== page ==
The South-East European Cooperation Process is multifaceted in nature because it also embraces the cooperation carried out between the Parliaments of the SEECP Participants. The acquisition of this parliamentary dimension by the SEECP can be attributed to the second Bulgarian SEECP Chairmanship. In 2007, a Memorandum of Understanding was signed on the future parliamentary cooperation between the SEECP Participants and a decision was made that Sofia was going to host the newly set-up Regional Parliamentary Cooperation Secretariat in South-Eastern Europe. As the SEECP parliamentary dimension has to be further improved, this is going to be one of Sofia top priorities during the present Third  Chairmanship of the SEECP because this dimension is considered to be an indispensable mechanism for reinforcing the dialogue and promoting the political openness of the SEE region.

SEECP – a key to regional cooperation over the past 20 years”: the Bulgarian SEECP Chairmanship (July 1st, 2015 – June 30th, 2016)

            In the period July 1st, 2015 – June 30th, 2016, Sofia assumed, for the third time, the Chairmanship of the South-East European Cooperation Process. Under the motto of “SEECP – a key to regional cooperation over the past 20 years”, the future SEECP Chairmanship going to concentrated on the promotion of a constructive dialogue and cooperation between the SEECP Participants with a view to improving the effectiveness and the visibility of this regional initiative, particularly with respect to the European institutions. At the same time, this is going to make this region more attractive to the foreign investors and foreign tourists. The 20th SEECP anniversary, which will be marked during the Summit in 2016, is a symbolic event as it is going to coincide with the Bulgarian SEECP Chairmanship. This is going to emphasize once again the role of Sofia in the successful development of the regional cooperation in South-Eastern Europe over the past two decades. It is also going to lay emphasis on the future deepening of this cooperation in areas of mutual interest.

The recognition of the SEECP as an effective initiative that has been seeking specific outcomes is a key to the future successful cooperation in South-Eastern Europe. With this leading principle in view, Sofia is laying emphasis on the project-oriented interaction between the SEECP and the EU, as well as on the SEECP cooperation with some other international organizations and regional formats. It will be particularly important for the future beneficial development of cooperation in this region that the SEECP should further deepen its synergy with the RCC Secretariat in its capacity of an operational arm of the Regional Cooperation Council.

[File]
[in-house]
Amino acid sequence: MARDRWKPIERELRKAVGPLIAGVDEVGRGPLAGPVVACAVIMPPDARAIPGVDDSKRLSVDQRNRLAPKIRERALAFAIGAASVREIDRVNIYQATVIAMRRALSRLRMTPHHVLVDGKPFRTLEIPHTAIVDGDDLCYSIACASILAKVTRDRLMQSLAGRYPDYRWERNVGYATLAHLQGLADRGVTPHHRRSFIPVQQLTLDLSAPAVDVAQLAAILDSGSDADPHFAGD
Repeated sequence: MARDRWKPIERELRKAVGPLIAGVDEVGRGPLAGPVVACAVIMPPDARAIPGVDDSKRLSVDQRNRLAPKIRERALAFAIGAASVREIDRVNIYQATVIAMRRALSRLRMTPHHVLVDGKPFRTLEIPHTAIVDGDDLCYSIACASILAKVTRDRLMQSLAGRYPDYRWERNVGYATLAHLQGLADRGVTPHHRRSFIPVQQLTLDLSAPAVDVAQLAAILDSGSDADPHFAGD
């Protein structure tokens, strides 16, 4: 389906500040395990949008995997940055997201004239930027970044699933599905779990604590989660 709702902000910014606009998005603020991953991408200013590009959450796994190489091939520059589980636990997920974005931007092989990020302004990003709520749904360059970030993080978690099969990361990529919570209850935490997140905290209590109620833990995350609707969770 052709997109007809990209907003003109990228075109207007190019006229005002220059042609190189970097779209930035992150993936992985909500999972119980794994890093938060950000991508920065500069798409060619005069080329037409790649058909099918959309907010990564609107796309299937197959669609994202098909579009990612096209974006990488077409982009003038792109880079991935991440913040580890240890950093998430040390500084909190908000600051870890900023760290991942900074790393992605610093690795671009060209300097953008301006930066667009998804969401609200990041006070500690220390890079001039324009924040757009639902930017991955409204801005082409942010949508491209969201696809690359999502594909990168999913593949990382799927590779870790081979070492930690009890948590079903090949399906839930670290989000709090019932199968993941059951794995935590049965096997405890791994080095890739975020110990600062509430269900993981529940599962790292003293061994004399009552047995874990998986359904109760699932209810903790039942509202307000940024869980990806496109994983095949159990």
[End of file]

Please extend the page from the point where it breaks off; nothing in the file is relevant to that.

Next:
Also, special emphasis is laid on the SEECP continuity policy because this policy is an important step towards the establishment of this format as a reliable, consistent, and foreseeable initiative. Bulgaria is prepared to carry on the efforts that have been put forth by the previous Chairmanships of Bucharest (July 2013- June 2014) and Tirana (July 2014 – June 2015) in particular areas of cooperation, such as stabilization and economic development, security and the rule of law, preservation of the environment, fighting the climate change, youth and sports regional policies, human potential development, culture and education.

In its capacity of a major driving force of parliamentary cooperation in this region, Sofia is going to concentrate on the further development of the SEECP parliamentary dimension as a key factor in reinforcing stability and promoting cooperation in South-Eastern Europe. After the newly established SEECP Parliamentary Assembly (set up in Bucharest on May 10, 2014) has marked a new stage in the deepening of parliamentary cooperation in South-Eastern Europe, Sofia is going to concentrate on the election of Sofia as a host-city to the Permanent Secretariat of the SEECP Parliamentary Assembly.

The Bulgarian candidacy has a number of advantages, both political and economic ones. There is no doubt that, for the purpose of accommodating the Secretariat of the future SEECP Parliamentary Assembly, it will be most efficient economically to put to the best use the experience and the facilities of the regional SEECP Secretariat that has already had its headquarters in Sofia for over five years. In addition, as the relations with the European Commission and the European Parliament need to be further extended, the accommodation of the SEECP Parliamentary Assembly headquarters in an EU Member State is going to be an advantage and could even be referred to as the most logical development in terms of the EU-orientation of the region. The security and stabily facto should not be left aside as well. Also, as the public attention needs to be focused on the process of parliamentary cooperation in South-Eastern Europe, the Bulgarian Chairmanship is planning to convene an international conference on “Synergy of the activities of the individual parliamentary formats in South-Eastern Europe”. This conference is going to be organized jointly with the National Assembly of the Republic of Bulgaria.

In the area of sectoral partnerships, the Bulgarian Chairmanship is going to concentrate mainly on the following three priority areas: transport nad energy connectivity; media freedom and the freedom of expression; migration and dealing with the refugee influxes.